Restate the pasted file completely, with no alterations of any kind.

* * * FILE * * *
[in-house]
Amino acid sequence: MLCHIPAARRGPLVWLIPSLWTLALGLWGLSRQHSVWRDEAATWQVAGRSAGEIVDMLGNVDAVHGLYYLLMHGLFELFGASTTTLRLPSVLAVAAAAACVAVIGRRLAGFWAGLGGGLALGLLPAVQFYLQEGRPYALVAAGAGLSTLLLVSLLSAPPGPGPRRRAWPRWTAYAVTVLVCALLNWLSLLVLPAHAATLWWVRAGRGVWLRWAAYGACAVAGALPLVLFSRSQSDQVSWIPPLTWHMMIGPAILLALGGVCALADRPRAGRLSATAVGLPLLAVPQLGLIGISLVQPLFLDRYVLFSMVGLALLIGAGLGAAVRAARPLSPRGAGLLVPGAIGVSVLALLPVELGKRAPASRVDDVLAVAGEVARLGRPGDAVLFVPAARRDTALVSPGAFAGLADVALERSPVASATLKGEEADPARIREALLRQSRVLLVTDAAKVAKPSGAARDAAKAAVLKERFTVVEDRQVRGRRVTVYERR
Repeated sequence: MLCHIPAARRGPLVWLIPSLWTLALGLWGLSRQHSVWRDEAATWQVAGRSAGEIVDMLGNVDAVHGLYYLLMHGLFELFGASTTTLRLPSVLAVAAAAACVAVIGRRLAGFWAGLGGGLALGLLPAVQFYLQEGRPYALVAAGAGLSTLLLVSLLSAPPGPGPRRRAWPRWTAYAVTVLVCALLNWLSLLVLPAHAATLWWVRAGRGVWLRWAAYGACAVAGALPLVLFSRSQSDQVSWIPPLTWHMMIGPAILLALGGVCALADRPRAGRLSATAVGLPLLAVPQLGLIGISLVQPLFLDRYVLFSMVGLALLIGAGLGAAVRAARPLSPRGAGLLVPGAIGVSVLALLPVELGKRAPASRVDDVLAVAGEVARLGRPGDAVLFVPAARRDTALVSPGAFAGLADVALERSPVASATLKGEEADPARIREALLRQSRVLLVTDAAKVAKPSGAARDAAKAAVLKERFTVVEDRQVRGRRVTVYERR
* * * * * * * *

[in-house]
Amino acid sequence: MLCHIPAARRGPLVWLIPSLWTLALGLWGLSRQHSVWRDEAATWQVAGRSAGEIVDMLGNVDAVHGLYYLLMHGLFELFGASTTTLRLPSVLAVAAAAACVAVIGRRLAGFWAGLGGGLALGLLPAVQFYLQEGRPYALVAAGAGLSTLLLVSLLSAPPGPGPRRRAWPRWTAYAVTVLVCALLNWLSLLVLPAHAATLWWVRAGRGVWLRWAAYGACAVAGALPLVLFSRSQSDQVSWIPPLTWHMMIGPAILLALGGVCALADRPRAGRLSATAVGLPLLAVPQLGLIGISLVQPLFLDRYVLFSMVGLALLIGAGLGAAVRAARPLSPRGAGLLVPGAIGVSVLALLPVELGKRAPASRVDDVLAVAGEVARLGRPGDAVLFVPAARRDTALVSPGAFAGLADVALERSPVASATLKGEEADPARIREALLRQSRVLLVTDAAKVAKPSGAARDAAKAAVLKERFTVVEDRQVRGRRVTVYERR
Repeated sequence: MLCHIPAARRGPLVWLIPSLWTLALGLWGLSRQHSVWRDEAATWQVAGRSAGEIVDMLGNVDAVHGLYYLLMHGLFELFGASTTTLRLPSVLAVAAAAACVAVIGRRLAGFWAGLGGGLALGLLPAVQFYLQEGRPYALVAAGAGLSTLLLVSLLSAPPGPGPRRRAWPRWTAYAVTVLVCALLNWLSLLVLPAHAATLWWVRAGRGVWLRWAAYGACAVAGALPLVLFSRSQSDQVSWIPPLTWHMMIGPAILLALGGVCALADRPRAGRLSATAVGLPLLAVPQLGLIGISLVQPLFLDRYVLFSMVGLALLIGAGLGAAVRAARPLSPRGAGLLVPGAIGVSVLALLPVELGKRAPASRVDDVLAVAGEVARLGRPGDAVLFVPAARRDTALVSPGAFAGLADVALERSPVASATLKGEEADPARIREALLRQSRVLLVTDAAKVAKPSGAARDAAKAAVLKERFTVVEDRQVRGRRVTVYERR